Snow and Ice Clearing Tips for Homeowners

Salt is a major water quality concern. The salt spread on the ground does not go away. Eventually this salt mixes with groundwater; the water we drink. There are steps you can take to help.

Before reaching for the salt

  • Shovel or plow the snow as soon as you can before it packs down and turns to ice
  • If ice forms, break up with a steel chopper and clear away with a shovel
  • Add traction with sand, grit or non-clumping kitty litter

If salt is absolutely necessary

  • A sand and salt mix offers traction and ice melting with less salt.
  • A little goes far. In many cases, a few tablespoons of salt for a one-metre square area is all you need.
  • Spread salt evenly on icy areas only. Do not use salt to melt snow.
  • Wait to reapply. Even when you cannot see it, salt is hard at work.
  • Salt does not expire. Clean up spilled and excess salt for another time.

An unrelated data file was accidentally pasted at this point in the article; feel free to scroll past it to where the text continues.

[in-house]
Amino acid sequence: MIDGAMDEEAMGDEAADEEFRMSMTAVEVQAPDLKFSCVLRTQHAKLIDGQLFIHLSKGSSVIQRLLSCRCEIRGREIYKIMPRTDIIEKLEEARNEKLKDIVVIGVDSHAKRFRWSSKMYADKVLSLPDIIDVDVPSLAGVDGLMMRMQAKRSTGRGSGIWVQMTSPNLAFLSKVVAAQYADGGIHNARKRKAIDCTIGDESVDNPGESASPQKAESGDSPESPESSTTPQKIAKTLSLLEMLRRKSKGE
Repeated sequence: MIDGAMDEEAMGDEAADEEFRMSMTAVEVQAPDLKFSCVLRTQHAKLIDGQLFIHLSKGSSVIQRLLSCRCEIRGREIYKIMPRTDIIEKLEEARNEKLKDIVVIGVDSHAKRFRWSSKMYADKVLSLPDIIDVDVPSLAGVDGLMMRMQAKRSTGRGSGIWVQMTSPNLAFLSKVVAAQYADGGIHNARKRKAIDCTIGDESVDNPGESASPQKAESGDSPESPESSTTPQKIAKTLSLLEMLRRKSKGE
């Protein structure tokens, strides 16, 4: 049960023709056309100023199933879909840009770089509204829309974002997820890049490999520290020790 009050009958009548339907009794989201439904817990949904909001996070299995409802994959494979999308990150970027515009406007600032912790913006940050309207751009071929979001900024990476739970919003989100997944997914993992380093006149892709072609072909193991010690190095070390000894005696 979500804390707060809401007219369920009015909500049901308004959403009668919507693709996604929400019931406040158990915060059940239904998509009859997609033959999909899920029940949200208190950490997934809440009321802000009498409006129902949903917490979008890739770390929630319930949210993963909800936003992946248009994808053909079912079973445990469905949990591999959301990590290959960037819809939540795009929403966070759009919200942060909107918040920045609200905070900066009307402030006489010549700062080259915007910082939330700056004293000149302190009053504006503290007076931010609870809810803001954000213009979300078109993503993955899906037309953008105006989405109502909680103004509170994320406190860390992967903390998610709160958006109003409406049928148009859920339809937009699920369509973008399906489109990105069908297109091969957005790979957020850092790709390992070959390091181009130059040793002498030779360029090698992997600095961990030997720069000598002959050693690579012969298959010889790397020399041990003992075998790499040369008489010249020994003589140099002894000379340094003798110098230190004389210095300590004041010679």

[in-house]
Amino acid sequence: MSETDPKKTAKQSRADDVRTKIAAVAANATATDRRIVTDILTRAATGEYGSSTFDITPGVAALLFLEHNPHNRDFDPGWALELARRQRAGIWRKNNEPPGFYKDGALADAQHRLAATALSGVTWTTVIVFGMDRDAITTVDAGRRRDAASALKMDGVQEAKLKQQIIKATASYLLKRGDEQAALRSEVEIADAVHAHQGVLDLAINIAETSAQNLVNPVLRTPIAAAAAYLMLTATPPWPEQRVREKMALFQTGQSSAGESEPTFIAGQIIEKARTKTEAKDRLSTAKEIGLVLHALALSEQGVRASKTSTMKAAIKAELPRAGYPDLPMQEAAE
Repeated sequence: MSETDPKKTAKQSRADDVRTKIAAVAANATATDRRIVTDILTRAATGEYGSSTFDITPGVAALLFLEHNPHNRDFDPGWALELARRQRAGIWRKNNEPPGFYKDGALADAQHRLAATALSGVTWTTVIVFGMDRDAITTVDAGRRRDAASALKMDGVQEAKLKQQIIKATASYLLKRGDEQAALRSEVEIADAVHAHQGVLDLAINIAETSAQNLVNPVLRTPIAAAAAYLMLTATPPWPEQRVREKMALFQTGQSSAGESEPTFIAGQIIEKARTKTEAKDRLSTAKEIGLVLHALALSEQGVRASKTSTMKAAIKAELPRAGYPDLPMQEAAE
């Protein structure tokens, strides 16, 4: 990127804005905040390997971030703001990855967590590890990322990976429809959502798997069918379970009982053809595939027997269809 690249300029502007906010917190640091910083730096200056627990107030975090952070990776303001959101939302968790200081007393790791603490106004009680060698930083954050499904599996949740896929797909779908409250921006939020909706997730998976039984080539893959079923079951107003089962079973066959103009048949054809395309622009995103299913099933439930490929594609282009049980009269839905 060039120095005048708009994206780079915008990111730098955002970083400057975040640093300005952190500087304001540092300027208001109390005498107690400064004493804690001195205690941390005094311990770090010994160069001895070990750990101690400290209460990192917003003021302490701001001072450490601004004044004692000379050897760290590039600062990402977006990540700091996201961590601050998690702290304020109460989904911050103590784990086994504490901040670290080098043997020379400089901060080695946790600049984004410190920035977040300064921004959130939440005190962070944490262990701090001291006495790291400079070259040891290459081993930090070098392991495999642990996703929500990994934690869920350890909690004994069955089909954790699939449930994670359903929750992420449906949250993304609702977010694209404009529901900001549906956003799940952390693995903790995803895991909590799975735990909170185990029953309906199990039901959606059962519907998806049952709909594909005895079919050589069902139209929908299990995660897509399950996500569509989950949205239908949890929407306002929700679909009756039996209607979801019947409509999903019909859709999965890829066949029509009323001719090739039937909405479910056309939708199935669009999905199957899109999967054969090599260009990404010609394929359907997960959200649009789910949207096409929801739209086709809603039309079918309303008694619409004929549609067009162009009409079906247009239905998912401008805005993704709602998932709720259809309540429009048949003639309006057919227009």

Did you know?

  • Salt does not work when colder than -10C
  • Environmentally friendly ice melters contain salt and are not water friendly
  • Once salt is in the water, there is no easy fix to remove it

What to use instead of salt

Sand, grit and non-clumping kitty litter are some of the products you can use to create traction and when it is too cold for salt to work (about -10C and colder). City of Kitchener residents can access sand using the City of Kitchener sandbox locator map.

If you want to melt the ice, the product you use most likely contains salt. This includes most products labelled pet, plant and environmentally friendly. If salt is required, follow these snow and ice clearing tips.

Educational resources

Literature

Blog: I Am Groundwater

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